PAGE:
Principles of Cyber-Physical Systems
A cyber-physical system consists of a collection of computing devices communicating with one another and interacting with the physical world via sensors and actuators in a feedback loop. Increasingly, such systems are everywhere, from smart buildings to medical devices to automobiles. This textbook offers a rigorous and comprehensive introduction to the principles of design, specification, modeling, and analysis of cyber-physical systems. The book draws on a diverse set of subdisciplines, including model-based design, concurrency theory, distributed algorithms, formal methods of specification and verification, control theory, real-time systems, and hybrid systems, explaining the core ideas from each that are relevant to system design and analysis.
The book explains how formal models provide mathematical abstractions to manage the complexity of a system design. It covers both synchronous and asynchronous models for concurrent computation, continuous-time models for dynamical systems, and hybrid systems for integrating discrete and continuous evolution. The role of correctness requirements in the design of reliable systems is illustrated with a range of specification formalisms and the associated techniques for formal verification. The topics include safety and liveness requirements, temporal logic, model checking, deductive verification, stability analysis of linear systems, and real-time scheduling algorithms. Principles of modeling, specification, and analysis are illustrated by constructing solutions to representative design problems from distributed algorithms, network protocols, control design, and robotics.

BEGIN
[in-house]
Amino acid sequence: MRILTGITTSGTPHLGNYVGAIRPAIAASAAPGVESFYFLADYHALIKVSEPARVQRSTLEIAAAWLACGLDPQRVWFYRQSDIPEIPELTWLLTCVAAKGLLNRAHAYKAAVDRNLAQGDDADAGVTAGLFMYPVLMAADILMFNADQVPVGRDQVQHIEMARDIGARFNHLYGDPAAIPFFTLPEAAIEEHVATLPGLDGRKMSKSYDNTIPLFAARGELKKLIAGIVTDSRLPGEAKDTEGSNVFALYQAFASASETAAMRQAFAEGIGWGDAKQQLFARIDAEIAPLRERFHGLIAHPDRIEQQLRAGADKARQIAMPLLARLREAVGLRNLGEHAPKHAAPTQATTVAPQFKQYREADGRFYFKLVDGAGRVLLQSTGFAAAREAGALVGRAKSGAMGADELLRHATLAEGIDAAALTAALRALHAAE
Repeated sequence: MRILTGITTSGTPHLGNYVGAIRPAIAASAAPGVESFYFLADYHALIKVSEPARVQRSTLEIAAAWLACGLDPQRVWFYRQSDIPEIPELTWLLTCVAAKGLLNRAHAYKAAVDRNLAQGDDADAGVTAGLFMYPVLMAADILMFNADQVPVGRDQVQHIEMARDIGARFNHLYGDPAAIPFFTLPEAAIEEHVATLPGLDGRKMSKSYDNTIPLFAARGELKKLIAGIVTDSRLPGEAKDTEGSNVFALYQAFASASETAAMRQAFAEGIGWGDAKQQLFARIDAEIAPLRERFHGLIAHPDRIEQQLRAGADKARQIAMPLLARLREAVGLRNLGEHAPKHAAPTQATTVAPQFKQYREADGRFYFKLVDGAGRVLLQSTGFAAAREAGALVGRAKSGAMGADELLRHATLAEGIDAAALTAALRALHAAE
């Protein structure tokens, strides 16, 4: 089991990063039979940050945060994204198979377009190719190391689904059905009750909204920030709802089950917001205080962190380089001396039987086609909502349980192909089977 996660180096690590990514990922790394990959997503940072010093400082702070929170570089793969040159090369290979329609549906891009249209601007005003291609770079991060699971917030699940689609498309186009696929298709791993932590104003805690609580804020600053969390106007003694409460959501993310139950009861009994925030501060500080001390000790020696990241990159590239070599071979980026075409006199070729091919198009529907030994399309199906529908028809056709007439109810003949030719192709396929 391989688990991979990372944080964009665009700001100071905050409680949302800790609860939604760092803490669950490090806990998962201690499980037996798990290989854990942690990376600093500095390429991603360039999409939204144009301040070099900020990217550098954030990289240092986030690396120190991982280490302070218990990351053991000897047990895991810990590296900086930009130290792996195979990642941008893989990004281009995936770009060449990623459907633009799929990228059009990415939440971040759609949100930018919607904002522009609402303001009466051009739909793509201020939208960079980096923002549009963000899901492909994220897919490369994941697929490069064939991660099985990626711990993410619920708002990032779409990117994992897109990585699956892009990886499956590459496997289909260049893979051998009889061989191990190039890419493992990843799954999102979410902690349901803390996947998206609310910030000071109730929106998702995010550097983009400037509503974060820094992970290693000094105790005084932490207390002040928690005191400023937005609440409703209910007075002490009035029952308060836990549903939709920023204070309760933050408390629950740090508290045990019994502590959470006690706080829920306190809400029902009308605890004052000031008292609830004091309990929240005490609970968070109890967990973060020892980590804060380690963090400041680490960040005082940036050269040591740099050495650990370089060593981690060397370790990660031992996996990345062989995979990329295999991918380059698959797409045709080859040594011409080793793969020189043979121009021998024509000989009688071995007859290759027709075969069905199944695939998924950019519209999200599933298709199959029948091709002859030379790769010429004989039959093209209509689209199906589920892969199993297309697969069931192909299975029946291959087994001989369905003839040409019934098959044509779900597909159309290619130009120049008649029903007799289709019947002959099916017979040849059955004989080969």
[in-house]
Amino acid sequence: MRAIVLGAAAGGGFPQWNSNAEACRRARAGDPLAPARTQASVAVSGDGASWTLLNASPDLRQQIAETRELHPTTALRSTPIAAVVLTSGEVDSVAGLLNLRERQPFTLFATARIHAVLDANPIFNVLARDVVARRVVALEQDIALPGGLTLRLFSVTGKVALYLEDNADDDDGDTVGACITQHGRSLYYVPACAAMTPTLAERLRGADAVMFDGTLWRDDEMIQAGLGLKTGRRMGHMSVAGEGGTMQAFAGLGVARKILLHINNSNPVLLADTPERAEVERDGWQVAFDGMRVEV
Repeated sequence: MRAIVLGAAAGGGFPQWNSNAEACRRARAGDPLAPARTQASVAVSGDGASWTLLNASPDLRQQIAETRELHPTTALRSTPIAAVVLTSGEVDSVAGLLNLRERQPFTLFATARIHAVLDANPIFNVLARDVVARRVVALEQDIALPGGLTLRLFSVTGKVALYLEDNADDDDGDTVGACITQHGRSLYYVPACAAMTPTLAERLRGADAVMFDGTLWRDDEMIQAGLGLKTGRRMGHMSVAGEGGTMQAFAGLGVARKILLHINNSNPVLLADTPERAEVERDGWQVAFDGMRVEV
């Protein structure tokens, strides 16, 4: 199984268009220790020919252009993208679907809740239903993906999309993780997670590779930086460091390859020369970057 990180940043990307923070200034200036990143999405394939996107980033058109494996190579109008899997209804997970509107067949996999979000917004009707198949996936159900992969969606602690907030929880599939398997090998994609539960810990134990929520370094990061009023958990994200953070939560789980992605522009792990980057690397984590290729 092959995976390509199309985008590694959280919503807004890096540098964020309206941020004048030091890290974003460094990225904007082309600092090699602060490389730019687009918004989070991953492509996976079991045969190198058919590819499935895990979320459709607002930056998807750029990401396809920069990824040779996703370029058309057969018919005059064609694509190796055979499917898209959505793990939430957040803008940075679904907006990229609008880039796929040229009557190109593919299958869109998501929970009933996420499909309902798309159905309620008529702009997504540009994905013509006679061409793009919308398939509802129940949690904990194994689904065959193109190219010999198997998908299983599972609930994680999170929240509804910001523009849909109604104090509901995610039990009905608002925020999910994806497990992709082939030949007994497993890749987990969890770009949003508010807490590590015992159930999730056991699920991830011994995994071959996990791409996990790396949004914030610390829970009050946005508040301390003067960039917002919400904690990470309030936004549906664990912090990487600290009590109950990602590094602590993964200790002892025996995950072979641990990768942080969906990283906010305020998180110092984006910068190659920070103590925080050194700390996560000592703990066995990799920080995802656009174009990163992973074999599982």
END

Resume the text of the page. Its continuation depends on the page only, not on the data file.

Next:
This book provides the rapidly expanding field of cyber-physical systems with a long-needed foundational text by an established authority. It is suitable for classroom use or as a reference for professionals.
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About the Author
Rajeev Alur is Zisman Family Professor of Computer and Information Science and Director of the Embedded Systems Masters program at the University of Pennsylvania.
—Joseph Sifakis, Professor, École polytechnique fédérale de Lausanne; Laureate of the 2007 Turing Award
—Edmund M. Clarke, FORE Systems University Professor of Computer Science, Carnegie Mellon; Laureate of the 2007 Turing Award